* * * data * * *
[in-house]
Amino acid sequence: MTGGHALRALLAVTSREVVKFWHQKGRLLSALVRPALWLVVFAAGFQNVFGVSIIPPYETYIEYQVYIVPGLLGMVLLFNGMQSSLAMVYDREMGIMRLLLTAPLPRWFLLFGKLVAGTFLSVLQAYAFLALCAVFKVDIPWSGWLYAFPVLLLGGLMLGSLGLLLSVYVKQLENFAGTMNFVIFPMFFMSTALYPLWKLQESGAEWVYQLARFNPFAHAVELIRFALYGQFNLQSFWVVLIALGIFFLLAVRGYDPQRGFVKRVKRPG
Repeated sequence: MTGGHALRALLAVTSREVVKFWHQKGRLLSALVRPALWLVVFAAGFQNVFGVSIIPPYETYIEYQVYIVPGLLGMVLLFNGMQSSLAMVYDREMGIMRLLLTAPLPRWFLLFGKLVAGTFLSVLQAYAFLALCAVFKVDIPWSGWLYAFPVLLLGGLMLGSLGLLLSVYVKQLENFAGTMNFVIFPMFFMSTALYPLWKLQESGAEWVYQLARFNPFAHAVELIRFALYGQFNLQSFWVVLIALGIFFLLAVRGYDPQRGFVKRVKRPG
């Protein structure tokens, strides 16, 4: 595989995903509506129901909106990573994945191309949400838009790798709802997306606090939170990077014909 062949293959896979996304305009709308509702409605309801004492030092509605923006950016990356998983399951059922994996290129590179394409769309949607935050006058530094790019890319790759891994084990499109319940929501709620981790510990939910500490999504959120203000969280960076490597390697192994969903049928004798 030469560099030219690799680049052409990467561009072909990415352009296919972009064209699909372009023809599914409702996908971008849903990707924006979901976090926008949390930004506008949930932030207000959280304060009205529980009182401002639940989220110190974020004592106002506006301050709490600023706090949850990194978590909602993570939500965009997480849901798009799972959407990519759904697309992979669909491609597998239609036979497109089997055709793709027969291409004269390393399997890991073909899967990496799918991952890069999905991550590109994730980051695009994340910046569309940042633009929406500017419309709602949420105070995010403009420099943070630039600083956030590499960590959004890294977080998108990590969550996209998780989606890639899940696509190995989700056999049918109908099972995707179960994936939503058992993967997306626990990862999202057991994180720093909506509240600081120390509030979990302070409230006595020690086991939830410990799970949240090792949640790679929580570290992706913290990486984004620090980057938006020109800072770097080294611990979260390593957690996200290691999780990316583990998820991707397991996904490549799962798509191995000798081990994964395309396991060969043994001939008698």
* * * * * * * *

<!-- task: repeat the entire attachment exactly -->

[in-house]
Amino acid sequence: MTGGHALRALLAVTSREVVKFWHQKGRLLSALVRPALWLVVFAAGFQNVFGVSIIPPYETYIEYQVYIVPGLLGMVLLFNGMQSSLAMVYDREMGIMRLLLTAPLPRWFLLFGKLVAGTFLSVLQAYAFLALCAVFKVDIPWSGWLYAFPVLLLGGLMLGSLGLLLSVYVKQLENFAGTMNFVIFPMFFMSTALYPLWKLQESGAEWVYQLARFNPFAHAVELIRFALYGQFNLQSFWVVLIALGIFFLLAVRGYDPQRGFVKRVKRPG
Repeated sequence: MTGGHALRALLAVTSREVVKFWHQKGRLLSALVRPALWLVVFAAGFQNVFGVSIIPPYETYIEYQVYIVPGLLGMVLLFNGMQSSLAMVYDREMGIMRLLLTAPLPRWFLLFGKLVAGTFLSVLQAYAFLALCAVFKVDIPWSGWLYAFPVLLLGGLMLGSLGLLLSVYVKQLENFAGTMNFVIFPMFFMSTALYPLWKLQESGAEWVYQLARFNPFAHAVELIRFALYGQFNLQSFWVVLIALGIFFLLAVRGYDPQRGFVKRVKRPG
């Protein structure tokens, strides 16, 4: 595989995903509506129901909106990573994945191309949400838009790798709802997306606090939170990077014909 062949293959896979996304305009709308509702409605309801004492030092509605923006950016990356998983399951059922994996290129590179394409769309949607935050006058530094790019890319790759891994084990499109319940929501709620981790510990939910500490999504959120203000969280960076490597390697192994969903049928004798 030469560099030219690799680049052409990467561009072909990415352009296919972009064209699909372009023809599914409702996908971008849903990707924006979901976090926008949390930004506008949930932030207000959280304060009205529980009182401002639940989220110190974020004592106002506006301050709490600023706090949850990194978590909602993570939500965009997480849901798009799972959407990519759904697309992979669909491609597998239609036979497109089997055709793709027969291409004269390393399997890991073909899967990496799918991952890069999905991550590109994730980051695009994340910046569309940042633009929406500017419309709602949420105070995010403009420099943070630039600083956030590499960590959004890294977080998108990590969550996209998780989606890639899940696509190995989700056999049918109908099972995707179960994936939503058992993967997306626990990862999202057991994180720093909506509240600081120390509030979990302070409230006595020690086991939830410990799970949240090792949640790679929580570290992706913290990486984004620090980057938006020109800072770097080294611990979260390593957690996200290691999780990316583990998820991707397991996904490549799962798509191995000798081990994964395309396991060969043994001939008698």